Anna-Lisa Paul and Bobie-Lee Dixon
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Study: Children’s vitamins often exceed recommended doses
Young children who take vitamins may be consuming much greater levels than recommended of the nutrients, a new study suggests.
For the research, scientists reviewed the labels of nearly 200 dietary supplements marketed for children in two age groups: younger than 12 months, and one to four years old.
The researchers determined the level of vitamins that children would consume if they used the product as directed. (Specifically, they looked at levels of vitamins A, C, D, E, K and B12, along with thiamin, riboflavin, niacin, folate, biotin and choline.)
Most products contained vitamin levels much greater than those recommended for children in a single day.
For example, dietary supplements for children ages one to four contained, on average, about 300 per cent of the daily recommended levels of vitamin A, thiamin and riboflavin, 500 per cent of the recommended level of vitamin C and more than 900 per cent of the recommended level of biotin.
Vitamin D was the only vitamin that was present at or below recommended levels for both age groups.
It’s too soon to know whether these findings are concerning, said study researcher Michael Madden, an assistant professor at Lake Erie College of Osteopathic Medicine (LECOM) School of Pharmacy.
That’s because few studies have explored the effects of greater-than-recommended levels of vitamins on infants and young children.
So in many cases, the maximum amount of a vitamin that’s safe for a child to take is not known, the researchers said.
For this reason, the Institute of Medicine (IOM) recommends that young children not consume excess levels of certain vitamins, including vitamins K and B12, thiamin, riboflavin, folate, pantothenic acid and biotin. (Infants should not consume excess levels of most vitamins.)
The IOM, part of the US National Academies, is a national non-profit that advised the nation on health.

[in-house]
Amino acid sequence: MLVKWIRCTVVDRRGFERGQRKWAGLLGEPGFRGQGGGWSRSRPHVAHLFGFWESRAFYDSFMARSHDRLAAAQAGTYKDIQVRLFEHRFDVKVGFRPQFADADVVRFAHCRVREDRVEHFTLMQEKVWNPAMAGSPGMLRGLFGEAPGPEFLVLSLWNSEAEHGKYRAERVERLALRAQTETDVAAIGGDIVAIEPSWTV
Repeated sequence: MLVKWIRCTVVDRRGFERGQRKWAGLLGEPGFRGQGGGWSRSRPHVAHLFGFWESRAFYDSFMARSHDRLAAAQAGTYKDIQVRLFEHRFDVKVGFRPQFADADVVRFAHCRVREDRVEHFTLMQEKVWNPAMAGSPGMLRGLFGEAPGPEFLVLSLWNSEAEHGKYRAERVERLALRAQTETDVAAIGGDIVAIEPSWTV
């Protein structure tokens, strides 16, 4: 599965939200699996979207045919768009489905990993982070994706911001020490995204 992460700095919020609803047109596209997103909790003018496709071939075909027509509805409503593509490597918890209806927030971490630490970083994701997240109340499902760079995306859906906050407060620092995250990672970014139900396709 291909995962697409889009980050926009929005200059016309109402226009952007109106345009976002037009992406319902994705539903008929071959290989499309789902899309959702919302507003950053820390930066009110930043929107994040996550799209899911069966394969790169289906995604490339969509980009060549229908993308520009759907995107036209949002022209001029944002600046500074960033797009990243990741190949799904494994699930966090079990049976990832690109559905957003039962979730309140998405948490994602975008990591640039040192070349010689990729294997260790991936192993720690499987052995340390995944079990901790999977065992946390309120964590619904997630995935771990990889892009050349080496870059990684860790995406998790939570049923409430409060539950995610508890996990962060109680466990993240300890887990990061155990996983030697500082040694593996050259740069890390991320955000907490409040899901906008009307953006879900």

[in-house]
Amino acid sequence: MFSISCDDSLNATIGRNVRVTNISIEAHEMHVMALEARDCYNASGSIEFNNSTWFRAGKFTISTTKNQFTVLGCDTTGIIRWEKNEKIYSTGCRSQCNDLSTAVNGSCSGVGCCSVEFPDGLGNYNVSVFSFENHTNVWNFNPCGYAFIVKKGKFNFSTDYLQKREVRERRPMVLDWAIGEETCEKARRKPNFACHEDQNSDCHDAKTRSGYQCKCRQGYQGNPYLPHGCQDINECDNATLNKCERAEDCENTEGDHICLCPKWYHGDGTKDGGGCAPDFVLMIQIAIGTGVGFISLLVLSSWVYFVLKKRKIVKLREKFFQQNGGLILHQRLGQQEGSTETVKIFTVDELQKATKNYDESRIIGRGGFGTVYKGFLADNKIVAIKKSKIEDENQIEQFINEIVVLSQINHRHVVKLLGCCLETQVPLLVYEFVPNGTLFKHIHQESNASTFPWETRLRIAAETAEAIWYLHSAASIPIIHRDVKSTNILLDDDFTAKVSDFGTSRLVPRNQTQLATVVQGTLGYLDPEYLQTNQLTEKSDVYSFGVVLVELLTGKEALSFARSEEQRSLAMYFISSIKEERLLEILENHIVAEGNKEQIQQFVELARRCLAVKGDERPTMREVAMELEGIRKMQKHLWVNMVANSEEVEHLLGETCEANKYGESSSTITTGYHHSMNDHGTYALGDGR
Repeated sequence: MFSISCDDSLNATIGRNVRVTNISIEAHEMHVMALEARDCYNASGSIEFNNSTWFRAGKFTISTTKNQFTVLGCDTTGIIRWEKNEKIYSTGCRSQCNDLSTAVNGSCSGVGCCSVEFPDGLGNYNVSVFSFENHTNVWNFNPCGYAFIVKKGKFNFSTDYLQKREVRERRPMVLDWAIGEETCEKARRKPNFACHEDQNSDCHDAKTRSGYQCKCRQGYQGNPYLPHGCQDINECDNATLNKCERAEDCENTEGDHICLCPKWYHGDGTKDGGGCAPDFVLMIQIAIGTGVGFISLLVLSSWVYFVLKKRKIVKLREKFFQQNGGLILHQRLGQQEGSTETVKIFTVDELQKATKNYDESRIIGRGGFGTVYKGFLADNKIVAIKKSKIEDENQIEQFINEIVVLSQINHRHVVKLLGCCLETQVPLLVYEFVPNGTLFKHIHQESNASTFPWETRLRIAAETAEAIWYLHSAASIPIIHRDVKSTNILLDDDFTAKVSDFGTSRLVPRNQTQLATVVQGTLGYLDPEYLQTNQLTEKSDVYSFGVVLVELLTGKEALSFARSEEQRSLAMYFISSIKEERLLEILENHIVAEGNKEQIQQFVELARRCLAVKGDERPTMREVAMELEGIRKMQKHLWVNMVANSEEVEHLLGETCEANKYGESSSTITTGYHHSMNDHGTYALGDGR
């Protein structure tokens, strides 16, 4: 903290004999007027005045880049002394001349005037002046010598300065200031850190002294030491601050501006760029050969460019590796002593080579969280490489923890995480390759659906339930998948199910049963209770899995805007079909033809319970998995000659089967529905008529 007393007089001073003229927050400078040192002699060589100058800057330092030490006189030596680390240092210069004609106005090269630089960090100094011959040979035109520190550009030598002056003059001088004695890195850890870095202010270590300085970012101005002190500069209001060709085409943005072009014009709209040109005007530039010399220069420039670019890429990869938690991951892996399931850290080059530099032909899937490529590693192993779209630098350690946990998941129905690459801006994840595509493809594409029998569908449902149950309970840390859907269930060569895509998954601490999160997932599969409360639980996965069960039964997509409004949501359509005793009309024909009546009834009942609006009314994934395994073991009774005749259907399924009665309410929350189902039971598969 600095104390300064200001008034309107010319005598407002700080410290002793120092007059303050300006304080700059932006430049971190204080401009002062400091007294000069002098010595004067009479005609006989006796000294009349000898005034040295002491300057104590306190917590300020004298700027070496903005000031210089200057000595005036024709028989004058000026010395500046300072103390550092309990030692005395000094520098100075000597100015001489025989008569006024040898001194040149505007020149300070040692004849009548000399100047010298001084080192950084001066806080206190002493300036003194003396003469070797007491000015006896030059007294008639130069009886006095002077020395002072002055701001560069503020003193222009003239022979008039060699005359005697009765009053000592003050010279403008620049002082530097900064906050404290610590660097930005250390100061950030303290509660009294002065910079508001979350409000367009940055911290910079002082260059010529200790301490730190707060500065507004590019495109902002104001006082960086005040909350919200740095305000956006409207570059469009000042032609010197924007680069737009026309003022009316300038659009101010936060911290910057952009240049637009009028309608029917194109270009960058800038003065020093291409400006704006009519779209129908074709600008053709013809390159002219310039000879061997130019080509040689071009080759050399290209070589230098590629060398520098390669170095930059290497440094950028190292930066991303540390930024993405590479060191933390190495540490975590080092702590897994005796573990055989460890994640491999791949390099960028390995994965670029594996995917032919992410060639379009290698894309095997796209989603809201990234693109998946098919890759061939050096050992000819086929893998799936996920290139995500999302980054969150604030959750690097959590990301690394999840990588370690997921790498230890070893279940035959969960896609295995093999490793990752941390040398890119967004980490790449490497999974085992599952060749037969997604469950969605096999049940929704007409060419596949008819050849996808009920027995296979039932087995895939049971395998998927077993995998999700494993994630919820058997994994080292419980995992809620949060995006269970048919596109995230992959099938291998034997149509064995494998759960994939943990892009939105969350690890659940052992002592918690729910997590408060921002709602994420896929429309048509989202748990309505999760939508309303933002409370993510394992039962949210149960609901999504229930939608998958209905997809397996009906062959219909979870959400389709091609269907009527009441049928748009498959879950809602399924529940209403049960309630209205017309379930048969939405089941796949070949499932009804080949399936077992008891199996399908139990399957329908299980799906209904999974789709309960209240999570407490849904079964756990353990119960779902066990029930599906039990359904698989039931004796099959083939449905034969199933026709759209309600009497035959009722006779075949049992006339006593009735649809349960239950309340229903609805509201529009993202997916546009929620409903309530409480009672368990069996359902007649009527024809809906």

There is also a concern that children’s bodies may lack the ability to handle excess amounts of certain vitamins, the IOM says.
The findings suggests that “much of the paediatric vitamin supplementation is not based on IOM recommendations and therefore represents wholesale over-supplementation,” the researchers wrote in the January 27 issue of the journal JAMA Paediatrics.
Some studies have also shown that dietary supplements may contain levels of vitamins that are different from what’s listed on the label.
The American Academy of Pediatrics (AAP) says parents should speak with their paediatricians about whether their young child may need to take supplements.
Toddlers who eat a balanced diet should be getting adequate levels of most vitamins and so should not need supplements, the AAP says.
And very high doses of some vitamins, such as vitamin A, may even pose risks because they can accumulate in the body, the AAP says.
But some children may need supplements if, for instance, they have selective eating habits, and therefore don’t get adequate levels of vitamins through food, the AAP says.
In addition, the AAP recommends vitamin D supplements for infants, children and adolescents so that they consume 400 International Units (IU) of vitamin D per day.